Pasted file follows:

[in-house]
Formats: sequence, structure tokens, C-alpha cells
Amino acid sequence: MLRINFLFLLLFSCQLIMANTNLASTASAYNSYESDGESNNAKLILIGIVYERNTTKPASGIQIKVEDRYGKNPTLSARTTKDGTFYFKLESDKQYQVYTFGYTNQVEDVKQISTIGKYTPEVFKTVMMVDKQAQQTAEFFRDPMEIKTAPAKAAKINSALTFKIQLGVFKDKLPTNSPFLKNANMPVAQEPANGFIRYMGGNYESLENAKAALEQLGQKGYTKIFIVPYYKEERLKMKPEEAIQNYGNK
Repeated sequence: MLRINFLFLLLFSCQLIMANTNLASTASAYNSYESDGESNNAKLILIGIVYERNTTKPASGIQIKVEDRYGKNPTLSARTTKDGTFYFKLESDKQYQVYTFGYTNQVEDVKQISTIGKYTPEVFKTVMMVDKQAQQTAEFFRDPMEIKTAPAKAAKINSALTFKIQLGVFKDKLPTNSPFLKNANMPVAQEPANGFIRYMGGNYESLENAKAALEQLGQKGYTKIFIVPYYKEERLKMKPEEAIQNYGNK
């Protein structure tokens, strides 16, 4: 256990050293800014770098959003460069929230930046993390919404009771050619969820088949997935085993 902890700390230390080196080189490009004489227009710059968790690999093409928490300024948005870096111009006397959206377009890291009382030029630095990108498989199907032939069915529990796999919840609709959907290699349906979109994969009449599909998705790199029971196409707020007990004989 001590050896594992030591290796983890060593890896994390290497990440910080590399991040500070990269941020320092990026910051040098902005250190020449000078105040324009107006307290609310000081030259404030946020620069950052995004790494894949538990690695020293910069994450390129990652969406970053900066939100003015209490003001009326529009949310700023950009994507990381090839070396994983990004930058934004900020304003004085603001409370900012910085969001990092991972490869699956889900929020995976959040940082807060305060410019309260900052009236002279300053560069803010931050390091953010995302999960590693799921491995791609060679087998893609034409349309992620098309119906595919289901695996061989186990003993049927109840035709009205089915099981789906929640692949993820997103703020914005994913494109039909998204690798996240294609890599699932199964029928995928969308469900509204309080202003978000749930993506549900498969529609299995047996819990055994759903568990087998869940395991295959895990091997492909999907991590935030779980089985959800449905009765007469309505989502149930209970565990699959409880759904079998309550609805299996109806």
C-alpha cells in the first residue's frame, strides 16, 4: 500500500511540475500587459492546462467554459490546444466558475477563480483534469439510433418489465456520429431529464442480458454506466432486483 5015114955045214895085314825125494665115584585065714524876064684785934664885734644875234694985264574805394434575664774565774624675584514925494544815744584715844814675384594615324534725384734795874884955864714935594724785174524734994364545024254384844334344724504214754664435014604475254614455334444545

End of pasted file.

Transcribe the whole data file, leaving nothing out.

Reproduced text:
[in-house]
Formats: sequence, structure tokens, C-alpha cells
Amino acid sequence: MLRINFLFLLLFSCQLIMANTNLASTASAYNSYESDGESNNAKLILIGIVYERNTTKPASGIQIKVEDRYGKNPTLSARTTKDGTFYFKLESDKQYQVYTFGYTNQVEDVKQISTIGKYTPEVFKTVMMVDKQAQQTAEFFRDPMEIKTAPAKAAKINSALTFKIQLGVFKDKLPTNSPFLKNANMPVAQEPANGFIRYMGGNYESLENAKAALEQLGQKGYTKIFIVPYYKEERLKMKPEEAIQNYGNK
Repeated sequence: MLRINFLFLLLFSCQLIMANTNLASTASAYNSYESDGESNNAKLILIGIVYERNTTKPASGIQIKVEDRYGKNPTLSARTTKDGTFYFKLESDKQYQVYTFGYTNQVEDVKQISTIGKYTPEVFKTVMMVDKQAQQTAEFFRDPMEIKTAPAKAAKINSALTFKIQLGVFKDKLPTNSPFLKNANMPVAQEPANGFIRYMGGNYESLENAKAALEQLGQKGYTKIFIVPYYKEERLKMKPEEAIQNYGNK
């Protein structure tokens, strides 16, 4: 256990050293800014770098959003460069929230930046993390919404009771050619969820088949997935085993 902890700390230390080196080189490009004489227009710059968790690999093409928490300024948005870096111009006397959206377009890291009382030029630095990108498989199907032939069915529990796999919840609709959907290699349906979109994969009449599909998705790199029971196409707020007990004989 001590050896594992030591290796983890060593890896994390290497990440910080590399991040500070990269941020320092990026910051040098902005250190020449000078105040324009107006307290609310000081030259404030946020620069950052995004790494894949538990690695020293910069994450390129990652969406970053900066939100003015209490003001009326529009949310700023950009994507990381090839070396994983990004930058934004900020304003004085603001409370900012910085969001990092991972490869699956889900929020995976959040940082807060305060410019309260900052009236002279300053560069803010931050390091953010995302999960590693799921491995791609060679087998893609034409349309992620098309119906595919289901695996061989186990003993049927109840035709009205089915099981789906929640692949993820997103703020914005994913494109039909998204690798996240294609890599699932199964029928995928969308469900509204309080202003978000749930993506549900498969529609299995047996819990055994759903568990087998869940395991295959895990091997492909999907991590935030779980089985959800449905009765007469309505989502149930209970565990699959409880759904079998309550609805299996109806």
C-alpha cells in the first residue's frame, strides 16, 4: 500500500511540475500587459492546462467554459490546444466558475477563480483534469439510433418489465456520429431529464442480458454506466432486483 5015114955045214895085314825125494665115584585065714524876064684785934664885734644875234694985264574805394434575664774565774624675584514925494544815744584715844814675384594615324534725384734795874884955864714935594724785174524734994364545024254384844334344724504214754664435014604475254614455334444545